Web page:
Victoria has imposed restrictions prohibiting the movement of bees and bee products from New South Wales, following the detection of Varroa mite in biosecurity surveillance hives at the Port of Newcastle.

On Tuesday, June 28, the New South Wales Department of Primary Industries (DPI) issued an emergency order in response to the current varroa mite outbreak to euthanise bees in emergency zones to eradicate the pest parasite.

Since the initial detection of Varroa mite, the NSW DPI has detected further infestations and has established additional emergency zones in response.

As of Sunday, July 3, the NSW DPI confirmed 16 premises at Tanilba Bay, Salt Ash, Mayfield East, Somersby, Tomago, south of Newcastle and the Port of Newcastle had varroa mite infiltrating their hives.

Victoria has imposed a border ban on bees and bee products from New South Wales in the wake of a Varroa mite detection.
Victoria has imposed a border ban on bees and bee products from New South Wales in the wake of a Varroa mite detection. Photo: Supplied

Varroa mites are tiny red-brown external parasites of adult honey bees that mainly feed and reproduce on larvae and pupae in the developing honey bee brood, causing malformation and weakening of honey bees and transmitting numerous viruses.

Australia is the only significant honey-producing country free from Varroa mites. These parasites are considered the greatest threat to Australia’s honey and honeybee pollination plant industries, with estimations that varroa mite could result in losses of $70 million a year should it become established in Australia.

The NSW DPI has destroyed roughly six million bees in the red zone as part of the statewide emergency order to control the movement of hives and stop the spread of the deadly parasites.

Dr Chris Anderson, NSW DPI Manager of Plant Biosecurity Prevention and Preparedness, said the NSW DPI continues to act and protect the NSW bee industry to arrest the spread of the threat.

“The varroa mite response plan has also been updated while it remains necessary to euthanise honeybee colonies in the eradication zones and destroy internal hive equipment such as brood and honey frames,” Dr Anderson said.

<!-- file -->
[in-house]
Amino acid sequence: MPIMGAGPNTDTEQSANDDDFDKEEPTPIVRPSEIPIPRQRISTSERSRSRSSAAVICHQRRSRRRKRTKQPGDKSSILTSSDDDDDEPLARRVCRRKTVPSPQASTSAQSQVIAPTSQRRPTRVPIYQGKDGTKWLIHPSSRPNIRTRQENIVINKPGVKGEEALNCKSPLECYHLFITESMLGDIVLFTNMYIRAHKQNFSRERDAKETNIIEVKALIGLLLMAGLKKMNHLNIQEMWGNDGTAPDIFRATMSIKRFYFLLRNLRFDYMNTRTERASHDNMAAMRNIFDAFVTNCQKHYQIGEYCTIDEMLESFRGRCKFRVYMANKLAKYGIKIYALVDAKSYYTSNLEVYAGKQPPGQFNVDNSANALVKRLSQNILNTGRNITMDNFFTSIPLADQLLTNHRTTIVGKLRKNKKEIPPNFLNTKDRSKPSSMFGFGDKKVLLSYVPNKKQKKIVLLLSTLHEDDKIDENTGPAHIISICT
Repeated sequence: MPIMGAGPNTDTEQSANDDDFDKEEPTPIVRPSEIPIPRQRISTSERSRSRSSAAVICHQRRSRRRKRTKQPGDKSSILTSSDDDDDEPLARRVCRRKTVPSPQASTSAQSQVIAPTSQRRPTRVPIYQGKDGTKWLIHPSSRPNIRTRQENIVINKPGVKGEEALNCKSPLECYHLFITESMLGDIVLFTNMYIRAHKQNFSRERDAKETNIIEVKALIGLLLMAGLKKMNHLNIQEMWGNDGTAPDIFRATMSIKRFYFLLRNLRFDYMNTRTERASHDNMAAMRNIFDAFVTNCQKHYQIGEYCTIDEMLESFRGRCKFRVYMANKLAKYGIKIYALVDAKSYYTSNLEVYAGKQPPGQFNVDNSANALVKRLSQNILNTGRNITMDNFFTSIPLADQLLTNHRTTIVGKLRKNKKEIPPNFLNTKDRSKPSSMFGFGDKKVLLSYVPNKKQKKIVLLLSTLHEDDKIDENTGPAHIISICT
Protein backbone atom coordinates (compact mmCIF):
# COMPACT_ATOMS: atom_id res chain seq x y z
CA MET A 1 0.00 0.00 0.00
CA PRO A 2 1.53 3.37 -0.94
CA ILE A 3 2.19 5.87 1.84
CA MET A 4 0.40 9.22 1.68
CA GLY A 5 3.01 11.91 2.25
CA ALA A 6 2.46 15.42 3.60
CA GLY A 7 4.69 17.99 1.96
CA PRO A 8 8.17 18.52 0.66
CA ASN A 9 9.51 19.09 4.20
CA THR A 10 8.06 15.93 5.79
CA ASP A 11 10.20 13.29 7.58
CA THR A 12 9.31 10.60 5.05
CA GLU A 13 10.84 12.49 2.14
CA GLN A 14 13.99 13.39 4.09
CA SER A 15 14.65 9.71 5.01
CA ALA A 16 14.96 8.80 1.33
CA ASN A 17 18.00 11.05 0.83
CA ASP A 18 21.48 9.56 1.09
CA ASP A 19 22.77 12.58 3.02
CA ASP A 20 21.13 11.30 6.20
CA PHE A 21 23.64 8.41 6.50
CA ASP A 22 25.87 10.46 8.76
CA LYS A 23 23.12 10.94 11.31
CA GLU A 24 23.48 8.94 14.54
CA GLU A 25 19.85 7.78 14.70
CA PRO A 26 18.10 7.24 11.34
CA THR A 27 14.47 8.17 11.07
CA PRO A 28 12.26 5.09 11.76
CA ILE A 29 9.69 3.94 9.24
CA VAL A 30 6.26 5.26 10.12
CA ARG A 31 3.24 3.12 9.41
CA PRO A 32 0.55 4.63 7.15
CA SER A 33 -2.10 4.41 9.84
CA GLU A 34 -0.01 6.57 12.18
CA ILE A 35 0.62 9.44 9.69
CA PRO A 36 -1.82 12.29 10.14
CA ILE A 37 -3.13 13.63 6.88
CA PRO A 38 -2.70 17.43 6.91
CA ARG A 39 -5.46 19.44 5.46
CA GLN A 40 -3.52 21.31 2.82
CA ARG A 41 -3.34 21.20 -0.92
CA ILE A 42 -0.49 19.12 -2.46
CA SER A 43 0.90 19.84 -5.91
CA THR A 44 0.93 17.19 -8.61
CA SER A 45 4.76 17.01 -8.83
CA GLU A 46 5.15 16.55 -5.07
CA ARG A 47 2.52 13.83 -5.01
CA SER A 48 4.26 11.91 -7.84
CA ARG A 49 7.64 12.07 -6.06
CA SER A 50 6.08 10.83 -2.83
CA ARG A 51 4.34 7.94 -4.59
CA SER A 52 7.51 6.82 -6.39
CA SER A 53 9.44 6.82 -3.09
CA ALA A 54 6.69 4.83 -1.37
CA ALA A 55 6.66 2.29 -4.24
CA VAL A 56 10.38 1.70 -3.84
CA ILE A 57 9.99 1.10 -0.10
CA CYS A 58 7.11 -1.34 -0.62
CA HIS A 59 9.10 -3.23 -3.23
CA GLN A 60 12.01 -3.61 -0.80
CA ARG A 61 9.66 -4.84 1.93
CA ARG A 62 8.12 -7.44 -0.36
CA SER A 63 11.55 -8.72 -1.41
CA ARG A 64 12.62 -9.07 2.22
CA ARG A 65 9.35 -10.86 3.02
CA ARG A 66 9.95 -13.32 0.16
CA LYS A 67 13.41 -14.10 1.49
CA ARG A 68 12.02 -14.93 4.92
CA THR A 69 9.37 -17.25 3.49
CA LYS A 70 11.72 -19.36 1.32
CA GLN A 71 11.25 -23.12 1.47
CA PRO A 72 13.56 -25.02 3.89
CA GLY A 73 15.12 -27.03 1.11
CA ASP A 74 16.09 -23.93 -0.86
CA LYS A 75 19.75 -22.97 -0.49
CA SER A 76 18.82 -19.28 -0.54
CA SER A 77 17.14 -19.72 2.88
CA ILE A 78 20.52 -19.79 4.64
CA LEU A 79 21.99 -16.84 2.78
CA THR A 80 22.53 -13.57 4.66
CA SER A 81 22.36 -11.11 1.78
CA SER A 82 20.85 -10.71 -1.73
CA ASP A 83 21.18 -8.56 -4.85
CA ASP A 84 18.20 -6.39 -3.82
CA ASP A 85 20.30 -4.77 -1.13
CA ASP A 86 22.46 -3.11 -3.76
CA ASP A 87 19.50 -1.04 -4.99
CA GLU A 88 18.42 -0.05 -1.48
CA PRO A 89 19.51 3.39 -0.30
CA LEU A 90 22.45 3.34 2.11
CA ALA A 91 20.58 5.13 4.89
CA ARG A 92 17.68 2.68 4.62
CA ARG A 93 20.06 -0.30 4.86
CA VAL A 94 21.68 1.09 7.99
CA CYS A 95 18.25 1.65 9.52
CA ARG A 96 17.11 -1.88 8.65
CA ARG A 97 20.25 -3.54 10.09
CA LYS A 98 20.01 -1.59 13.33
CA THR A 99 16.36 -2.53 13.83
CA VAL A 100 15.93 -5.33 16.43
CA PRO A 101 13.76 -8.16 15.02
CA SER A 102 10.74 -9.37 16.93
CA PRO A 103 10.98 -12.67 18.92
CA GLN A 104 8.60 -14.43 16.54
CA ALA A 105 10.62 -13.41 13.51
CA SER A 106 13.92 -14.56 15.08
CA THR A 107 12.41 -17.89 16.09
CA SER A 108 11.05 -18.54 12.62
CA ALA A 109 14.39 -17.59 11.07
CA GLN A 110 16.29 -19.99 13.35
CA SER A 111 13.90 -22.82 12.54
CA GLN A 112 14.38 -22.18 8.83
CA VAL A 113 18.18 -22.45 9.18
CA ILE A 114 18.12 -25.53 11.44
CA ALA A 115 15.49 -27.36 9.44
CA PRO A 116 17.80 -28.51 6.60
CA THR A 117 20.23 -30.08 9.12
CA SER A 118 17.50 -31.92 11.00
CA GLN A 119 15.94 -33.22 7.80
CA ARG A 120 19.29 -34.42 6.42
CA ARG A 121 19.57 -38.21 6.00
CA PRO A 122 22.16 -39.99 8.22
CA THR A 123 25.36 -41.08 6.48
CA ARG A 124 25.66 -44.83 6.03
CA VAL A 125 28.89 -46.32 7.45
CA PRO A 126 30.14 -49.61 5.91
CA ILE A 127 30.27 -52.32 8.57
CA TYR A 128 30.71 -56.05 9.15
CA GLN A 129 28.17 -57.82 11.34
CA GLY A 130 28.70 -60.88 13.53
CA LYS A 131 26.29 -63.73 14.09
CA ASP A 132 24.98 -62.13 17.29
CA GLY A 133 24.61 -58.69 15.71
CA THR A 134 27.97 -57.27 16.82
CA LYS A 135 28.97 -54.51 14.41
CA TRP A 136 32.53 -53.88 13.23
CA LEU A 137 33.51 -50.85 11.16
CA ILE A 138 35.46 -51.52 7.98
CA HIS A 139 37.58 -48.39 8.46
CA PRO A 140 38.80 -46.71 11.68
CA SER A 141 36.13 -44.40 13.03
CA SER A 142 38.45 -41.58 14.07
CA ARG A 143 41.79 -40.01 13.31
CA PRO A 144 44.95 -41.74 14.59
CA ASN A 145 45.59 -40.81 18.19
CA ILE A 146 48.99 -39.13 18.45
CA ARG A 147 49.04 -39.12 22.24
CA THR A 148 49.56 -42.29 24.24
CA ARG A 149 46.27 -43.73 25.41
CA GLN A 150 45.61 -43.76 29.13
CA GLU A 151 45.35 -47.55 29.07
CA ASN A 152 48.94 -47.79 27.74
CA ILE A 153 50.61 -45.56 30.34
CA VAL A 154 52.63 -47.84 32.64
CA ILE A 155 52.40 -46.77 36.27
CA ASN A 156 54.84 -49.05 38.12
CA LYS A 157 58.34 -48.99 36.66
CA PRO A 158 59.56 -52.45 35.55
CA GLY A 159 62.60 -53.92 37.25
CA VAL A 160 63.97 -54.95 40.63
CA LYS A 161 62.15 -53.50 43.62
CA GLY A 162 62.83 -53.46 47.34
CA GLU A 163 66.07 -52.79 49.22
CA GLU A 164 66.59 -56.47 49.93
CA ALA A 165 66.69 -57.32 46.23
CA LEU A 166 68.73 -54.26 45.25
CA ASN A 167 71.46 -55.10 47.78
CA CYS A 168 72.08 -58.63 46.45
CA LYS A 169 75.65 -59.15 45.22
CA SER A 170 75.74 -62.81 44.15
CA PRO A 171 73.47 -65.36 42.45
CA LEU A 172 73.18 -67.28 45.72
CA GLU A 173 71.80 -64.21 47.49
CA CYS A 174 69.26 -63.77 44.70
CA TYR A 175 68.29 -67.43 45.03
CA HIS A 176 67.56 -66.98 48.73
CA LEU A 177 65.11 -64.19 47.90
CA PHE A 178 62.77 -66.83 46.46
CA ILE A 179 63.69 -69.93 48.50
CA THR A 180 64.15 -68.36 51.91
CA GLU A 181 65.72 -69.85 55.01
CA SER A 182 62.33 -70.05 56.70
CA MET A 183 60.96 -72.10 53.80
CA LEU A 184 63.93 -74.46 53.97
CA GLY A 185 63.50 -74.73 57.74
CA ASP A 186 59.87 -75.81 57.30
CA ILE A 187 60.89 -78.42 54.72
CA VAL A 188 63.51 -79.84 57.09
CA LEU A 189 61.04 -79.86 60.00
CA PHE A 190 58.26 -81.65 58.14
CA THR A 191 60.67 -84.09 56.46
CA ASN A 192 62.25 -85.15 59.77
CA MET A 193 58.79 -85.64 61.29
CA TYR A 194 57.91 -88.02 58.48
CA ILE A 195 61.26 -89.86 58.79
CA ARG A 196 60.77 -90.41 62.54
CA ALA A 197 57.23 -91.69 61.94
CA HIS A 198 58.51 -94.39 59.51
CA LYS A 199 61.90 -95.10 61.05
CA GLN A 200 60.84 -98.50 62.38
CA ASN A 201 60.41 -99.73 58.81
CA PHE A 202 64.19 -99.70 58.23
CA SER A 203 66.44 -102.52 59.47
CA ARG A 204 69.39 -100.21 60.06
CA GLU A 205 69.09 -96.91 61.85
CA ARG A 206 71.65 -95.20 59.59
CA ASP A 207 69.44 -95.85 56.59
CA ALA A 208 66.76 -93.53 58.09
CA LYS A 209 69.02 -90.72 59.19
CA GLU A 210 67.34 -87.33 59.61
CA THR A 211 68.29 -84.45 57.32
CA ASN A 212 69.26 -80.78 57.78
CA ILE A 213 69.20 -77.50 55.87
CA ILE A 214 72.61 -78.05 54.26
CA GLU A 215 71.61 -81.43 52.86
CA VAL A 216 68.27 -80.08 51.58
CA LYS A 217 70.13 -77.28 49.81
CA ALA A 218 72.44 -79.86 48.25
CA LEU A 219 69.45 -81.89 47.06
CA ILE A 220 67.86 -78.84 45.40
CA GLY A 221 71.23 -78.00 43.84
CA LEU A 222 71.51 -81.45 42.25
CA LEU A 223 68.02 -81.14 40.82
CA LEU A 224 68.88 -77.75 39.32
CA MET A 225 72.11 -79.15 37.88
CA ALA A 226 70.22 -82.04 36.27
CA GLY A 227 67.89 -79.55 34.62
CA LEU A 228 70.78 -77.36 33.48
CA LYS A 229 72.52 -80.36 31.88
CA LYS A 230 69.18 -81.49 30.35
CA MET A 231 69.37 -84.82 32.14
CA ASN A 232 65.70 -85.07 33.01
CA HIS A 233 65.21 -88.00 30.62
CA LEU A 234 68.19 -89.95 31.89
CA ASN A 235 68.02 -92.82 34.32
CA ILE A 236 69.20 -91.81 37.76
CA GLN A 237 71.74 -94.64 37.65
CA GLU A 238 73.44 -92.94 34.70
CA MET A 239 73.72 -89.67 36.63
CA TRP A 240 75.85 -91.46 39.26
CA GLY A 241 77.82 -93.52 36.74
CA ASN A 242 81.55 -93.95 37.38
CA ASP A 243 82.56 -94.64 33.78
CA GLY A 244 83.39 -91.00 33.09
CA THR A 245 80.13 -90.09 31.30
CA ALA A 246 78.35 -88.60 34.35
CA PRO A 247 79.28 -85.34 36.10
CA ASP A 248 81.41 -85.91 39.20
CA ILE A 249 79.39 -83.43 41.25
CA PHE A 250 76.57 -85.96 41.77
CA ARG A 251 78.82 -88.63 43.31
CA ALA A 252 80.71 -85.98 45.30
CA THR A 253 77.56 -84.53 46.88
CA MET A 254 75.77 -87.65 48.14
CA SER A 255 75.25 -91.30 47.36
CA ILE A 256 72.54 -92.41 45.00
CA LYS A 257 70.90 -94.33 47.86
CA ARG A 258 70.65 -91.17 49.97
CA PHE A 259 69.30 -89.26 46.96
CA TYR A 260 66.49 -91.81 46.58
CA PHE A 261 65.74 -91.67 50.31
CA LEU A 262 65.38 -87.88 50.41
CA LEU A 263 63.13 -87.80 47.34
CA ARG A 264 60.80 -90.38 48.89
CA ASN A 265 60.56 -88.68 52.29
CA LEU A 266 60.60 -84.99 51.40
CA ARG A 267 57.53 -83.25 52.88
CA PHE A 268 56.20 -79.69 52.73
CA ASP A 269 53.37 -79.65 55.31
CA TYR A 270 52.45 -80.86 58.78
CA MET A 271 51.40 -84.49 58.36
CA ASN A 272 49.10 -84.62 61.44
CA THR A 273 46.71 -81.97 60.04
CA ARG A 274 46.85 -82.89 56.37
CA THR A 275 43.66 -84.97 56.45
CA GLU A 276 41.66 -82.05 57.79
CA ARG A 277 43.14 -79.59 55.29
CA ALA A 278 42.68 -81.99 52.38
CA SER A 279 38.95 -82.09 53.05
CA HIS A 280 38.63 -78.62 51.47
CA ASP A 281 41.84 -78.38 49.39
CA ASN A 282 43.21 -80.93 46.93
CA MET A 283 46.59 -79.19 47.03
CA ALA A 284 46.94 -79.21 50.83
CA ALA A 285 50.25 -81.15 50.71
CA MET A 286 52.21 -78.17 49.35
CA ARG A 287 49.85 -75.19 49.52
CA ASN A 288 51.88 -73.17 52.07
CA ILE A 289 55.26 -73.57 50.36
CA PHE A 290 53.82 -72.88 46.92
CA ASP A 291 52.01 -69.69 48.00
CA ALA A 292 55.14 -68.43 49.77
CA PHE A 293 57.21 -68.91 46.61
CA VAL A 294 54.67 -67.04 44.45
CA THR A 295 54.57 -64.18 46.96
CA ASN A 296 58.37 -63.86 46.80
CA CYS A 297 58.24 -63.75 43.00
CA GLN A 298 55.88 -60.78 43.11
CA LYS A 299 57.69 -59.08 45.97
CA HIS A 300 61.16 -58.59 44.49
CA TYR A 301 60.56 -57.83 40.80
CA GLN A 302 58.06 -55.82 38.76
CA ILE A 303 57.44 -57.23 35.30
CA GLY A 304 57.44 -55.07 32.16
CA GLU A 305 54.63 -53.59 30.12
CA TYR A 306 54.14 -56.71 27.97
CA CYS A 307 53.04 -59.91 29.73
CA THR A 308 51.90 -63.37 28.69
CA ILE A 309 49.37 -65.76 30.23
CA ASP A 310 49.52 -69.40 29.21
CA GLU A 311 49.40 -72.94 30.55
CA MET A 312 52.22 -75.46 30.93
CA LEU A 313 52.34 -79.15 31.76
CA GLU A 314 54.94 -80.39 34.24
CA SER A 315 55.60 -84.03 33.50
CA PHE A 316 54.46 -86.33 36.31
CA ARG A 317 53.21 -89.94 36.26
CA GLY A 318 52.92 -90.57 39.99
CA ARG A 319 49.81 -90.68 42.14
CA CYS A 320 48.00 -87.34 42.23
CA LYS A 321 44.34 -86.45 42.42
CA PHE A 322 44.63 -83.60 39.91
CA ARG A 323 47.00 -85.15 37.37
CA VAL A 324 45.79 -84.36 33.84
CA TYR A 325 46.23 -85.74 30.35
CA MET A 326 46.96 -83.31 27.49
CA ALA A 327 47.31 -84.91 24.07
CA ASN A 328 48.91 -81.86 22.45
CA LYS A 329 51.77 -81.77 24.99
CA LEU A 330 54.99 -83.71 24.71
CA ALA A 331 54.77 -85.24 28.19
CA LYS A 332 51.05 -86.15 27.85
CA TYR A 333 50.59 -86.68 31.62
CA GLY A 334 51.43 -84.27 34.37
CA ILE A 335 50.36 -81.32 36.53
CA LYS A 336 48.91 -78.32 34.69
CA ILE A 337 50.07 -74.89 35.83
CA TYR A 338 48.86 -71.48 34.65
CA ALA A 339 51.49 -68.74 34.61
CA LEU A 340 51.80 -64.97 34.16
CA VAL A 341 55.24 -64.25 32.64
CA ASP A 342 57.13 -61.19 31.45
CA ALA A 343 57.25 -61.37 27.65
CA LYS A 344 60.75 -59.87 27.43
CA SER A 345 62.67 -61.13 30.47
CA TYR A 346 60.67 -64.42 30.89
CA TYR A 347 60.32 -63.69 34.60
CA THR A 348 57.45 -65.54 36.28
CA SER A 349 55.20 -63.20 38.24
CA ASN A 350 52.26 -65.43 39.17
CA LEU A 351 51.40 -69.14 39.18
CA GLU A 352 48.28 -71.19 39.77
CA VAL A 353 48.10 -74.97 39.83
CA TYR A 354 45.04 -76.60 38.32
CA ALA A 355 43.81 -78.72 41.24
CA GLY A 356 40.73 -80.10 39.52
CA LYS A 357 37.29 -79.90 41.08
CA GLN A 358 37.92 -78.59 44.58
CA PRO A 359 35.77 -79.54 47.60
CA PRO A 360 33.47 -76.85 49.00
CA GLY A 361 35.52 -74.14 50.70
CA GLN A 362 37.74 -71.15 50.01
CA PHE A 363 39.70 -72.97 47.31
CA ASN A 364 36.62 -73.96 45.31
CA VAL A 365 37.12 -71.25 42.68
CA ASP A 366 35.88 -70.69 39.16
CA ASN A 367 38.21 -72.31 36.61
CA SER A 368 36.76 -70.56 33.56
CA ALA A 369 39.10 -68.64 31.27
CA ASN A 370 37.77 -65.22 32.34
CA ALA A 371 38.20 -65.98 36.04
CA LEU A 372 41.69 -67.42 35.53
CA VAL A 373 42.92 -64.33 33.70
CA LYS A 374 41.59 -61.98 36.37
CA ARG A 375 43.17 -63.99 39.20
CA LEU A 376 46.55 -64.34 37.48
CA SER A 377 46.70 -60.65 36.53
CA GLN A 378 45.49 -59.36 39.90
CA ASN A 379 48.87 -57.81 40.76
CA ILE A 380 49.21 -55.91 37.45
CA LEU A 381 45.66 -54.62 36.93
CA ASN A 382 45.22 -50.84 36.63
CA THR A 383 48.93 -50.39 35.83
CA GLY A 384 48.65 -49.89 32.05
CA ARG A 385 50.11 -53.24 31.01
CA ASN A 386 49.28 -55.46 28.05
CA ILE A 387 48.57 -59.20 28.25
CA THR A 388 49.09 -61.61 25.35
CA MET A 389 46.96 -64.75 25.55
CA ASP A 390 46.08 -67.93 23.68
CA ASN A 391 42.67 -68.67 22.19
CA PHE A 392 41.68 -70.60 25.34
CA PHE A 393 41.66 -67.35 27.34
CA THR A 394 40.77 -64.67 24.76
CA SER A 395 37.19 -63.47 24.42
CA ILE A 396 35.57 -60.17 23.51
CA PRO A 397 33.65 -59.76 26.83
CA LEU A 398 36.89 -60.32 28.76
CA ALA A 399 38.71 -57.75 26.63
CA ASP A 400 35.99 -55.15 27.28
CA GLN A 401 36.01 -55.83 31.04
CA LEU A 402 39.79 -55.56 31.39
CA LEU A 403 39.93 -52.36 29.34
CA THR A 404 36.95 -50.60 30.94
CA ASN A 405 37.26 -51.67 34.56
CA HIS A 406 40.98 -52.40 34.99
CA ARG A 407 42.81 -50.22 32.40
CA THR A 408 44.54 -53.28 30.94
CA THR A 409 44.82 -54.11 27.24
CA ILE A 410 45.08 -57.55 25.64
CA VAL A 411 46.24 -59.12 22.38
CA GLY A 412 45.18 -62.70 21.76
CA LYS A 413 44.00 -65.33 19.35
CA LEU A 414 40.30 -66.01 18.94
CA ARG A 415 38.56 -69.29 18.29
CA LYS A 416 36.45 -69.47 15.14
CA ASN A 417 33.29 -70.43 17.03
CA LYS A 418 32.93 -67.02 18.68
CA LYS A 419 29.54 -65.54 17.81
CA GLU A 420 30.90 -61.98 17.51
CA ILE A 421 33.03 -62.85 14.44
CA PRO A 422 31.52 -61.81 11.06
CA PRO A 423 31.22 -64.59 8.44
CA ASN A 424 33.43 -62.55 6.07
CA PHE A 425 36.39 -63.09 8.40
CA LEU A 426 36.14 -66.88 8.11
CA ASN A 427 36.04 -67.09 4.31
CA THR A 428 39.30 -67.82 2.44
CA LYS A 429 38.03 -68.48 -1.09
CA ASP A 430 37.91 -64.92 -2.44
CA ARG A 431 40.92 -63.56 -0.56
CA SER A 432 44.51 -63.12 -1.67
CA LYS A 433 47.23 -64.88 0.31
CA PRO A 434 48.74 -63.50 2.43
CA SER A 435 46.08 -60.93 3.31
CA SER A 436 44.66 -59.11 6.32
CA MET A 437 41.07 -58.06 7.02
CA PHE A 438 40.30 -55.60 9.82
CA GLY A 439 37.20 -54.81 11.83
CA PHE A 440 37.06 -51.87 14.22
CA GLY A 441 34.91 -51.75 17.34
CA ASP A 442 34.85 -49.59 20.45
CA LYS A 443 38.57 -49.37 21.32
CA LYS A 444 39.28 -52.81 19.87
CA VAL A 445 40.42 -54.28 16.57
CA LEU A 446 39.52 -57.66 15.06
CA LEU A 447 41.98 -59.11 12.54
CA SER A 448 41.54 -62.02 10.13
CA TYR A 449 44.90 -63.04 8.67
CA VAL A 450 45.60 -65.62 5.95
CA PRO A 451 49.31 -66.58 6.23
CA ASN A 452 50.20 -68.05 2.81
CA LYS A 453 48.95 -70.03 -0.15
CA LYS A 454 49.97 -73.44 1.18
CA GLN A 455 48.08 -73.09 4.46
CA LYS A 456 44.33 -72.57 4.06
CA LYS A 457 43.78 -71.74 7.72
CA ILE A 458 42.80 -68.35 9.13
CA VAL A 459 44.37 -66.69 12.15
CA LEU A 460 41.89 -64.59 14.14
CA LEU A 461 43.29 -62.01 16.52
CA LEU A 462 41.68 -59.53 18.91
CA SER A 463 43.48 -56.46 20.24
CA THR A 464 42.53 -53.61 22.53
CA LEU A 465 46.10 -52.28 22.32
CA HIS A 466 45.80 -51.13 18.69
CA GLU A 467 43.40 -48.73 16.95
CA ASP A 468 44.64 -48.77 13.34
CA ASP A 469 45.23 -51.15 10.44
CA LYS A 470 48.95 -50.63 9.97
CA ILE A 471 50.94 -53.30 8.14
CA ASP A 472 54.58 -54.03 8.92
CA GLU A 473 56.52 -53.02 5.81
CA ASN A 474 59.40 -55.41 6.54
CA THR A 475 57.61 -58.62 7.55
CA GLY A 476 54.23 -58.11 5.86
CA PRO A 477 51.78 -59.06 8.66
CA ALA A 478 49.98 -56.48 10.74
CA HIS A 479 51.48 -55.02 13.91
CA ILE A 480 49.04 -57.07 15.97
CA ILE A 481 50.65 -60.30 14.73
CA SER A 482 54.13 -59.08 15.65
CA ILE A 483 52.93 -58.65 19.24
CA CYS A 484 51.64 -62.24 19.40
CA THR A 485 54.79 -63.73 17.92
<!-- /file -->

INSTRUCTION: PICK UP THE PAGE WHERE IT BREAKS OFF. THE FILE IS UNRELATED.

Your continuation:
“Other equipment will only be destroyed when a risk assessment deems it necessary, with options to decontaminate external equipment such as hive boxes, pallets and straps, as well as metal ware so that beekeepers can retain them.”

Victoria has restricted bees and all bee products, including honey, from NSW as a necessary measure to support the national response against Varroa mite.

Victoria’s Deputy Chief Plant Health Officer, Dr Stephen Dibley said the restrictions would ensure Varroa mite is kept out of Victoria and protect beekeepers.

“Varroa mite is a serious threat to Australia’s bee population and horticulture industries that rely on pollination,” Dr Dibley said.

“The restrictions mean that no bees, hives or beekeeping equipment can be moved into Victoria from New South Wales without a permit.

“However, no permits will be granted while the NSW standstill is in place to comply with NSW emergency orders.

“We will also be supporting the New South Wales government in their response.”

Varroa mite were first detected at the Port of Newcastle in June, prompting widespread fears for Australia's $70m bee industry.
Varroa mite were first detected at the Port of Newcastle in June, prompting widespread fears for Australia’s $70m bee industry. Photo Supplied.